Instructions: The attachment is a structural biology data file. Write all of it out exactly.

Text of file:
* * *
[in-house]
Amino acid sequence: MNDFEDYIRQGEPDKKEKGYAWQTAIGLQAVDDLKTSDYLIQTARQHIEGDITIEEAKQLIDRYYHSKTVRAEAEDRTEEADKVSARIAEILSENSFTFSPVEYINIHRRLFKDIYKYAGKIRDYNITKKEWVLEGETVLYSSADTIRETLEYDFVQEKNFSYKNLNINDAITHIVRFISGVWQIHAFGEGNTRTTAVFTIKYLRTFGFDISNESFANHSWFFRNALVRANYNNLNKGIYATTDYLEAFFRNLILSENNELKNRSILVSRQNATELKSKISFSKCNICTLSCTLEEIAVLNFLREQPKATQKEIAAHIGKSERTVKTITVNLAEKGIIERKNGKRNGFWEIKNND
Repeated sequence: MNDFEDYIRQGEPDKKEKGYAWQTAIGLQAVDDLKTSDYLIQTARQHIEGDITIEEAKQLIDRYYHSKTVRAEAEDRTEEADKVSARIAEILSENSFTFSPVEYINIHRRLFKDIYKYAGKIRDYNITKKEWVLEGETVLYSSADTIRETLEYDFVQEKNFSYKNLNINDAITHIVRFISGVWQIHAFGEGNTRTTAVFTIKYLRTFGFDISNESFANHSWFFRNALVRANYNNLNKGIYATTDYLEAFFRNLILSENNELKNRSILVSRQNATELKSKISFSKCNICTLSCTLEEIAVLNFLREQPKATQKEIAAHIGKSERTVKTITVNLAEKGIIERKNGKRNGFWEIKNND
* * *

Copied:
[in-house]
Amino acid sequence: MNDFEDYIRQGEPDKKEKGYAWQTAIGLQAVDDLKTSDYLIQTARQHIEGDITIEEAKQLIDRYYHSKTVRAEAEDRTEEADKVSARIAEILSENSFTFSPVEYINIHRRLFKDIYKYAGKIRDYNITKKEWVLEGETVLYSSADTIRETLEYDFVQEKNFSYKNLNINDAITHIVRFISGVWQIHAFGEGNTRTTAVFTIKYLRTFGFDISNESFANHSWFFRNALVRANYNNLNKGIYATTDYLEAFFRNLILSENNELKNRSILVSRQNATELKSKISFSKCNICTLSCTLEEIAVLNFLREQPKATQKEIAAHIGKSERTVKTITVNLAEKGIIERKNGKRNGFWEIKNND
Repeated sequence: MNDFEDYIRQGEPDKKEKGYAWQTAIGLQAVDDLKTSDYLIQTARQHIEGDITIEEAKQLIDRYYHSKTVRAEAEDRTEEADKVSARIAEILSENSFTFSPVEYINIHRRLFKDIYKYAGKIRDYNITKKEWVLEGETVLYSSADTIRETLEYDFVQEKNFSYKNLNINDAITHIVRFISGVWQIHAFGEGNTRTTAVFTIKYLRTFGFDISNESFANHSWFFRNALVRANYNNLNKGIYATTDYLEAFFRNLILSENNELKNRSILVSRQNATELKSKISFSKCNICTLSCTLEEIAVLNFLREQPKATQKEIAAHIGKSERTVKTITVNLAEKGIIERKNGKRNGFWEIKNND